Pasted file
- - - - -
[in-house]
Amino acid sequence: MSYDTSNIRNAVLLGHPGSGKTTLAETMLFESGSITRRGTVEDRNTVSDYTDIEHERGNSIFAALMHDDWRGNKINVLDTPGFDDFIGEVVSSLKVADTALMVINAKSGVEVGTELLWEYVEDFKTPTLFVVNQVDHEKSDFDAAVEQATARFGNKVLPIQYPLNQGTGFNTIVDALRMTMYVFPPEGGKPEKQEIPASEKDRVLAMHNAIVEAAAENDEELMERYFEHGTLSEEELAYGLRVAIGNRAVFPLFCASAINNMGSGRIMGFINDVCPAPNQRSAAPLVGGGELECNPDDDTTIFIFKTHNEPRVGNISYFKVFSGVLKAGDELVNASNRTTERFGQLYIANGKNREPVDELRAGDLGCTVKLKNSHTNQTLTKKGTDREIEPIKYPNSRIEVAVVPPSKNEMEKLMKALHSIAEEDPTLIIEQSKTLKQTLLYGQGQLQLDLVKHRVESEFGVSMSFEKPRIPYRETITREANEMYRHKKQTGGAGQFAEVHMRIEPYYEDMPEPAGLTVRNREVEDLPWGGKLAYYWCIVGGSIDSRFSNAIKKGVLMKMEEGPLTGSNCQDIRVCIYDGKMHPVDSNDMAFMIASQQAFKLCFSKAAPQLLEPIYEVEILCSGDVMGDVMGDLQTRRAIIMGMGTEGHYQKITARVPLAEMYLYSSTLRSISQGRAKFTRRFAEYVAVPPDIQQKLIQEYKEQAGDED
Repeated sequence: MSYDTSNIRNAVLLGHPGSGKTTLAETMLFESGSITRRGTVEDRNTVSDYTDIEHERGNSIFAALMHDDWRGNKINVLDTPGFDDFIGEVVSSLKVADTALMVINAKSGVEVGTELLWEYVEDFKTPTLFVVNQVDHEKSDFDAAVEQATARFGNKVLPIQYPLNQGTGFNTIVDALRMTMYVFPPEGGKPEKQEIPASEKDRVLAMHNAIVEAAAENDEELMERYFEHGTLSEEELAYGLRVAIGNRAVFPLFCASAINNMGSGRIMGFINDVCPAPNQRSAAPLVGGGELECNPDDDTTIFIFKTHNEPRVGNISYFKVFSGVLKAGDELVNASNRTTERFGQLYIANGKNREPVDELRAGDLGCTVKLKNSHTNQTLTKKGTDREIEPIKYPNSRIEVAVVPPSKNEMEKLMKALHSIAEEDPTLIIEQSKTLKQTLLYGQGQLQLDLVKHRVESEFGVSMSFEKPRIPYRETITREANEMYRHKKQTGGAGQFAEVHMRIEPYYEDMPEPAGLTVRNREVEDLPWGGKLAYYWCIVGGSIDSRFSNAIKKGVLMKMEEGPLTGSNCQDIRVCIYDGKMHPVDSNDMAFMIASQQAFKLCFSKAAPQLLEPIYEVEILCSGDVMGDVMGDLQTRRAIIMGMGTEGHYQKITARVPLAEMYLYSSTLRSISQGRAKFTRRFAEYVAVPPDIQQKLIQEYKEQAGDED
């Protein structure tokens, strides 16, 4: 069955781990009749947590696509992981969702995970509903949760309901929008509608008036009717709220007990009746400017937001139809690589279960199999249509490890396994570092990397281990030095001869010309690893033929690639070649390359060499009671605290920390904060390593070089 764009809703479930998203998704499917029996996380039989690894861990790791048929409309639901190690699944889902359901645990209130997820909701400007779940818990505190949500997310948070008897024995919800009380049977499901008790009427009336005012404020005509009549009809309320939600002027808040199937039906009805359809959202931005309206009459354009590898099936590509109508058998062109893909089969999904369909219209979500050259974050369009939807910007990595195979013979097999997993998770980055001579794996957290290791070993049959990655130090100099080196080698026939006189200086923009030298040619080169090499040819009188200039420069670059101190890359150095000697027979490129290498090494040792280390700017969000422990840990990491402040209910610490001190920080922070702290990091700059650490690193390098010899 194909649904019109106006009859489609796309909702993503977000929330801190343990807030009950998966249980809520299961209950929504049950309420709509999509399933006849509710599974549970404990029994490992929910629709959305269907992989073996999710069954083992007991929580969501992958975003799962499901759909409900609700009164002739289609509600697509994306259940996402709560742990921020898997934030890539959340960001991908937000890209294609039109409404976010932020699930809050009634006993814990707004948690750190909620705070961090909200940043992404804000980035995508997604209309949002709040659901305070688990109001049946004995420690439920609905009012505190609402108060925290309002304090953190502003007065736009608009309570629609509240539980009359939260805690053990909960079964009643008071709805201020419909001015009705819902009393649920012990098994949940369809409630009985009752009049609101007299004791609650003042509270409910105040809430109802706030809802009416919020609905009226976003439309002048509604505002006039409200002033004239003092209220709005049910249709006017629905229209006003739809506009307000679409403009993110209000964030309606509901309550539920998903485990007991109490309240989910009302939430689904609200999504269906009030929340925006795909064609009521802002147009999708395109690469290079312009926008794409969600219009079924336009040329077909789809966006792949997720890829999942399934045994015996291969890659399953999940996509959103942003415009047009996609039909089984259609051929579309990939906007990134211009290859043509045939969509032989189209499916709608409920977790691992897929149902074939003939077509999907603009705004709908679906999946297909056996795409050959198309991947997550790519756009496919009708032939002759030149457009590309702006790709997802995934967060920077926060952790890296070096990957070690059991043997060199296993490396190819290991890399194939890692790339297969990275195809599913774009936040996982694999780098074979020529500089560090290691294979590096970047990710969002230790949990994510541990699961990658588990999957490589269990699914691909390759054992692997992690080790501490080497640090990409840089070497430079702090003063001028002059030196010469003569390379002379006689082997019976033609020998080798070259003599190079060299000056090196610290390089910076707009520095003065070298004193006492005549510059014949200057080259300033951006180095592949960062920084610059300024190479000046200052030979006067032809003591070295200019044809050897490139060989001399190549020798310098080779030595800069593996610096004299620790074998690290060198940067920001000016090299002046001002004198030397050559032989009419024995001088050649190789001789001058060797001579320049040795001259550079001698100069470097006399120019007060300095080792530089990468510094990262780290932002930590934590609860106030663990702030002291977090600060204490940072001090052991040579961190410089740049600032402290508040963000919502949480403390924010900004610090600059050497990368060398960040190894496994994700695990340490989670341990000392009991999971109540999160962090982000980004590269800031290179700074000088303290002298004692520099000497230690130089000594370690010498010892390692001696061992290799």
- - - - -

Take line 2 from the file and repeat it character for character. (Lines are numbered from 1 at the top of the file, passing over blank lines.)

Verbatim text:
Amino acid sequence: MSYDTSNIRNAVLLGHPGSGKTTLAETMLFESGSITRRGTVEDRNTVSDYTDIEHERGNSIFAALMHDDWRGNKINVLDTPGFDDFIGEVVSSLKVADTALMVINAKSGVEVGTELLWEYVEDFKTPTLFVVNQVDHEKSDFDAAVEQATARFGNKVLPIQYPLNQGTGFNTIVDALRMTMYVFPPEGGKPEKQEIPASEKDRVLAMHNAIVEAAAENDEELMERYFEHGTLSEEELAYGLRVAIGNRAVFPLFCASAINNMGSGRIMGFINDVCPAPNQRSAAPLVGGGELECNPDDDTTIFIFKTHNEPRVGNISYFKVFSGVLKAGDELVNASNRTTERFGQLYIANGKNREPVDELRAGDLGCTVKLKNSHTNQTLTKKGTDREIEPIKYPNSRIEVAVVPPSKNEMEKLMKALHSIAEEDPTLIIEQSKTLKQTLLYGQGQLQLDLVKHRVESEFGVSMSFEKPRIPYRETITREANEMYRHKKQTGGAGQFAEVHMRIEPYYEDMPEPAGLTVRNREVEDLPWGGKLAYYWCIVGGSIDSRFSNAIKKGVLMKMEEGPLTGSNCQDIRVCIYDGKMHPVDSNDMAFMIASQQAFKLCFSKAAPQLLEPIYEVEILCSGDVMGDVMGDLQTRRAIIMGMGTEGHYQKITARVPLAEMYLYSSTLRSISQGRAKFTRRFAEYVAVPPDIQQKLIQEYKEQAGDED